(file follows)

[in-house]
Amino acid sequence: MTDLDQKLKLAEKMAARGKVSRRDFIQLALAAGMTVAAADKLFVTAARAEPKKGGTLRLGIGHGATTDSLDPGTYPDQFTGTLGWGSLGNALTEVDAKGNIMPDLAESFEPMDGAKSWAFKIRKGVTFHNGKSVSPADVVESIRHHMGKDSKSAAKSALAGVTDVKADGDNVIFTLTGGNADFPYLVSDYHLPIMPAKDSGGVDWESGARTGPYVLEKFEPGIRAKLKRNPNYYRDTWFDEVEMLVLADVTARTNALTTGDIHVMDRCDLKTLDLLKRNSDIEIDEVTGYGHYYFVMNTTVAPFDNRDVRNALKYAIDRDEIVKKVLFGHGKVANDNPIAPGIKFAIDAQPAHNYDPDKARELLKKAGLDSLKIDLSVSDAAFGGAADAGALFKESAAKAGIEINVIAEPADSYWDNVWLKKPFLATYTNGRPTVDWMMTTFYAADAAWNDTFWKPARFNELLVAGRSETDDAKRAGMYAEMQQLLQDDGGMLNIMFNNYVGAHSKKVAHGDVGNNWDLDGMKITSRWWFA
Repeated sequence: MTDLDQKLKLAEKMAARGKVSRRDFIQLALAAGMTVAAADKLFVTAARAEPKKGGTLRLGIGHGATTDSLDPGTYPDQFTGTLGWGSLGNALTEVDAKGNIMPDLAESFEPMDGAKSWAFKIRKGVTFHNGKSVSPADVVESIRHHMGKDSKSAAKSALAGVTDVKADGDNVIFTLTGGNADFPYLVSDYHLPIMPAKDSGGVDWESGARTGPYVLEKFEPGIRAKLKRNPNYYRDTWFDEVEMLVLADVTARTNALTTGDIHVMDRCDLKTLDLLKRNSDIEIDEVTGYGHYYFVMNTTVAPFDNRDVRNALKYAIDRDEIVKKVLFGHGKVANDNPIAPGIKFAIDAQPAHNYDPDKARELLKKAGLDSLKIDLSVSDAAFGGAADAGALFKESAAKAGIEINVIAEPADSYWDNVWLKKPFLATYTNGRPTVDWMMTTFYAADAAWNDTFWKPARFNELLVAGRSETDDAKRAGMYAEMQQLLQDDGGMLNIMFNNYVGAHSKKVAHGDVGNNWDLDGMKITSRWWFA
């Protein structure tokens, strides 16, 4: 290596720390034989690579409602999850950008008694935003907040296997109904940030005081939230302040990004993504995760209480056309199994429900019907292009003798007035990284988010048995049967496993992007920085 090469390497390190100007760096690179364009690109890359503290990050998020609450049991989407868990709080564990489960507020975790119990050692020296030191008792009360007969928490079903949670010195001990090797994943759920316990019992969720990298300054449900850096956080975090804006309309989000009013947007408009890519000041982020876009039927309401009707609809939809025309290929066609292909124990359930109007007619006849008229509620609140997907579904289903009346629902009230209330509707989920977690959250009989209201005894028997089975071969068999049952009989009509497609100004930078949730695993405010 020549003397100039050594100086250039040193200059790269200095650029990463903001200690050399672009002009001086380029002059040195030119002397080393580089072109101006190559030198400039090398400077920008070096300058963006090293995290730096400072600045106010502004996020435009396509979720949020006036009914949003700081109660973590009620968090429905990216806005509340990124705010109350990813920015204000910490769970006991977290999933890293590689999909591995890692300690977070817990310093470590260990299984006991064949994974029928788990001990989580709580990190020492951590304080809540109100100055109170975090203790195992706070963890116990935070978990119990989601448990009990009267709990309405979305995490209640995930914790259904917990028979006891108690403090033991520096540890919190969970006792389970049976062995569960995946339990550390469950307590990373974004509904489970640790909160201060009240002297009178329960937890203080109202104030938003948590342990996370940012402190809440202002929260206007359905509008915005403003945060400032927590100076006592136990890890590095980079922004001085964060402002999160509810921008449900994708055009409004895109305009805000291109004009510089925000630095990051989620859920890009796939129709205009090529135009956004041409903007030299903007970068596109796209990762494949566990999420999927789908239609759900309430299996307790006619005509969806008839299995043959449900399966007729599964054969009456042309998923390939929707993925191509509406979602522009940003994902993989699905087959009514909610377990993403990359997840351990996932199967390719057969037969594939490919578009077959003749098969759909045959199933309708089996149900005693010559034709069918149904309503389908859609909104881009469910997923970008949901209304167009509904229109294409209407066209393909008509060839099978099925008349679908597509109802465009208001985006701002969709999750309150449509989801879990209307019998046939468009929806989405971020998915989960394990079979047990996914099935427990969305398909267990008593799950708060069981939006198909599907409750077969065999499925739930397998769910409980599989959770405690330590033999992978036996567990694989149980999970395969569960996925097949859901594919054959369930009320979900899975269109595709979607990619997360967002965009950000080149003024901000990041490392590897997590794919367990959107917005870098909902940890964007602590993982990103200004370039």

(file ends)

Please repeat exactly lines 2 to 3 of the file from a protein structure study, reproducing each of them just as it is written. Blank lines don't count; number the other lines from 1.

Amino acid sequence: MTDLDQKLKLAEKMAARGKVSRRDFIQLALAAGMTVAAADKLFVTAARAEPKKGGTLRLGIGHGATTDSLDPGTYPDQFTGTLGWGSLGNALTEVDAKGNIMPDLAESFEPMDGAKSWAFKIRKGVTFHNGKSVSPADVVESIRHHMGKDSKSAAKSALAGVTDVKADGDNVIFTLTGGNADFPYLVSDYHLPIMPAKDSGGVDWESGARTGPYVLEKFEPGIRAKLKRNPNYYRDTWFDEVEMLVLADVTARTNALTTGDIHVMDRCDLKTLDLLKRNSDIEIDEVTGYGHYYFVMNTTVAPFDNRDVRNALKYAIDRDEIVKKVLFGHGKVANDNPIAPGIKFAIDAQPAHNYDPDKARELLKKAGLDSLKIDLSVSDAAFGGAADAGALFKESAAKAGIEINVIAEPADSYWDNVWLKKPFLATYTNGRPTVDWMMTTFYAADAAWNDTFWKPARFNELLVAGRSETDDAKRAGMYAEMQQLLQDDGGMLNIMFNNYVGAHSKKVAHGDVGNNWDLDGMKITSRWWFA
Repeated sequence: MTDLDQKLKLAEKMAARGKVSRRDFIQLALAAGMTVAAADKLFVTAARAEPKKGGTLRLGIGHGATTDSLDPGTYPDQFTGTLGWGSLGNALTEVDAKGNIMPDLAESFEPMDGAKSWAFKIRKGVTFHNGKSVSPADVVESIRHHMGKDSKSAAKSALAGVTDVKADGDNVIFTLTGGNADFPYLVSDYHLPIMPAKDSGGVDWESGARTGPYVLEKFEPGIRAKLKRNPNYYRDTWFDEVEMLVLADVTARTNALTTGDIHVMDRCDLKTLDLLKRNSDIEIDEVTGYGHYYFVMNTTVAPFDNRDVRNALKYAIDRDEIVKKVLFGHGKVANDNPIAPGIKFAIDAQPAHNYDPDKARELLKKAGLDSLKIDLSVSDAAFGGAADAGALFKESAAKAGIEINVIAEPADSYWDNVWLKKPFLATYTNGRPTVDWMMTTFYAADAAWNDTFWKPARFNELLVAGRSETDDAKRAGMYAEMQQLLQDDGGMLNIMFNNYVGAHSKKVAHGDVGNNWDLDGMKITSRWWFA